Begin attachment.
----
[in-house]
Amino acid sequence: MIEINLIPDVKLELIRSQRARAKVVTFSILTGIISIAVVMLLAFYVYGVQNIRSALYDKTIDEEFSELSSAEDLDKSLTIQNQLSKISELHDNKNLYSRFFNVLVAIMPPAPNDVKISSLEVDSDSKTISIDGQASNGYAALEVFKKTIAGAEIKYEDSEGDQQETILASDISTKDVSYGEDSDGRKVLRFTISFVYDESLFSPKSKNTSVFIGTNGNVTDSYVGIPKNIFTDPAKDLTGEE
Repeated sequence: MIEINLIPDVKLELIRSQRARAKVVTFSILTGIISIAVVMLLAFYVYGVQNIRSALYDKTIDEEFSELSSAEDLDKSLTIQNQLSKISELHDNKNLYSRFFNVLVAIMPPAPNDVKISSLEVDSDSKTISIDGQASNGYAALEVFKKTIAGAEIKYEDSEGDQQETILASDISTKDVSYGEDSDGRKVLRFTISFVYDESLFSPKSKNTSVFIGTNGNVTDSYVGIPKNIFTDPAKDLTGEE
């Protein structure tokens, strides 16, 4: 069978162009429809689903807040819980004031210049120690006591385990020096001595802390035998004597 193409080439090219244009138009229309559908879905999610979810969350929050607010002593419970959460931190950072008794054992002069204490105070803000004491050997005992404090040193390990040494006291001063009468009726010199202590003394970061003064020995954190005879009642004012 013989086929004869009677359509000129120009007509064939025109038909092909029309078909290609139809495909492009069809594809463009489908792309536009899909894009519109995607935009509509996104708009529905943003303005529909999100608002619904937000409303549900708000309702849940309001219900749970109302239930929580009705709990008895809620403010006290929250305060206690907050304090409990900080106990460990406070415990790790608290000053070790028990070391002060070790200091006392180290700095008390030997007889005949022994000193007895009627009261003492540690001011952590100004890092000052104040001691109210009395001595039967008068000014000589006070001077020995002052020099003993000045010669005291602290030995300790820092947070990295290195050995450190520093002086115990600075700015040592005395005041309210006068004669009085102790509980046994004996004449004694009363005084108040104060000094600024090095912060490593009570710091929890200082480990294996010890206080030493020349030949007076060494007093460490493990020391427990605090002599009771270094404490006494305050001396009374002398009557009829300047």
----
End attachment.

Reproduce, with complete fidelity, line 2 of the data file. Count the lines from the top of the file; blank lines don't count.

Amino acid sequence: MIEINLIPDVKLELIRSQRARAKVVTFSILTGIISIAVVMLLAFYVYGVQNIRSALYDKTIDEEFSELSSAEDLDKSLTIQNQLSKISELHDNKNLYSRFFNVLVAIMPPAPNDVKISSLEVDSDSKTISIDGQASNGYAALEVFKKTIAGAEIKYEDSEGDQQETILASDISTKDVSYGEDSDGRKVLRFTISFVYDESLFSPKSKNTSVFIGTNGNVTDSYVGIPKNIFTDPAKDLTGEE